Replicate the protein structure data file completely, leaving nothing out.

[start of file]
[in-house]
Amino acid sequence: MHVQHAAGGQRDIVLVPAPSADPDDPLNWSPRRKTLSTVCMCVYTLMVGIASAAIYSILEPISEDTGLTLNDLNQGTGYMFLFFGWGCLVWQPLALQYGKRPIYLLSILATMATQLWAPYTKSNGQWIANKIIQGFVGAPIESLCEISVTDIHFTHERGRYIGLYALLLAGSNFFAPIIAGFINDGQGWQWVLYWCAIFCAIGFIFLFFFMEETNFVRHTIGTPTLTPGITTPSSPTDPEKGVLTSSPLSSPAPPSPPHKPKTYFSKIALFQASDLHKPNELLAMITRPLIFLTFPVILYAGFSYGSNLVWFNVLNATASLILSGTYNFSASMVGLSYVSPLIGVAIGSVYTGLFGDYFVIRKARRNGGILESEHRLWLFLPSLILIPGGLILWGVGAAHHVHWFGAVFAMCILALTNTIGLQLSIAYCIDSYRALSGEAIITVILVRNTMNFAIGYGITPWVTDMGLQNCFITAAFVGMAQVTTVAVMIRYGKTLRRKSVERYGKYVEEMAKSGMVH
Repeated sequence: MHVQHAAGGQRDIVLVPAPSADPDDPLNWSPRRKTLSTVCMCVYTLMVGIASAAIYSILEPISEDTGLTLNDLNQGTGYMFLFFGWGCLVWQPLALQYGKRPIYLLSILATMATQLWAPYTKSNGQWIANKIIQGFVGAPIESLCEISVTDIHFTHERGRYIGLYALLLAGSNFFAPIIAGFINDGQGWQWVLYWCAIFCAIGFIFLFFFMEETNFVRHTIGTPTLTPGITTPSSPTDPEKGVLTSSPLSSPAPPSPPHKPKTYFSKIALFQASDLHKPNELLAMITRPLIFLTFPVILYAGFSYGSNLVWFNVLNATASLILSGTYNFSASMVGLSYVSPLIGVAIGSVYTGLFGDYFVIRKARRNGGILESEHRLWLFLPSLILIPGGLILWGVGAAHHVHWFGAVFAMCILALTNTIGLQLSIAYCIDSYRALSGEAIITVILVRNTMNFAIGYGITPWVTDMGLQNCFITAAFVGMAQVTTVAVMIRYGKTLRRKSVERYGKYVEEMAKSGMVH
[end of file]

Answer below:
[in-house]
Amino acid sequence: MHVQHAAGGQRDIVLVPAPSADPDDPLNWSPRRKTLSTVCMCVYTLMVGIASAAIYSILEPISEDTGLTLNDLNQGTGYMFLFFGWGCLVWQPLALQYGKRPIYLLSILATMATQLWAPYTKSNGQWIANKIIQGFVGAPIESLCEISVTDIHFTHERGRYIGLYALLLAGSNFFAPIIAGFINDGQGWQWVLYWCAIFCAIGFIFLFFFMEETNFVRHTIGTPTLTPGITTPSSPTDPEKGVLTSSPLSSPAPPSPPHKPKTYFSKIALFQASDLHKPNELLAMITRPLIFLTFPVILYAGFSYGSNLVWFNVLNATASLILSGTYNFSASMVGLSYVSPLIGVAIGSVYTGLFGDYFVIRKARRNGGILESEHRLWLFLPSLILIPGGLILWGVGAAHHVHWFGAVFAMCILALTNTIGLQLSIAYCIDSYRALSGEAIITVILVRNTMNFAIGYGITPWVTDMGLQNCFITAAFVGMAQVTTVAVMIRYGKTLRRKSVERYGKYVEEMAKSGMVH
Repeated sequence: MHVQHAAGGQRDIVLVPAPSADPDDPLNWSPRRKTLSTVCMCVYTLMVGIASAAIYSILEPISEDTGLTLNDLNQGTGYMFLFFGWGCLVWQPLALQYGKRPIYLLSILATMATQLWAPYTKSNGQWIANKIIQGFVGAPIESLCEISVTDIHFTHERGRYIGLYALLLAGSNFFAPIIAGFINDGQGWQWVLYWCAIFCAIGFIFLFFFMEETNFVRHTIGTPTLTPGITTPSSPTDPEKGVLTSSPLSSPAPPSPPHKPKTYFSKIALFQASDLHKPNELLAMITRPLIFLTFPVILYAGFSYGSNLVWFNVLNATASLILSGTYNFSASMVGLSYVSPLIGVAIGSVYTGLFGDYFVIRKARRNGGILESEHRLWLFLPSLILIPGGLILWGVGAAHHVHWFGAVFAMCILALTNTIGLQLSIAYCIDSYRALSGEAIITVILVRNTMNFAIGYGITPWVTDMGLQNCFITAAFVGMAQVTTVAVMIRYGKTLRRKSVERYGKYVEEMAKSGMVH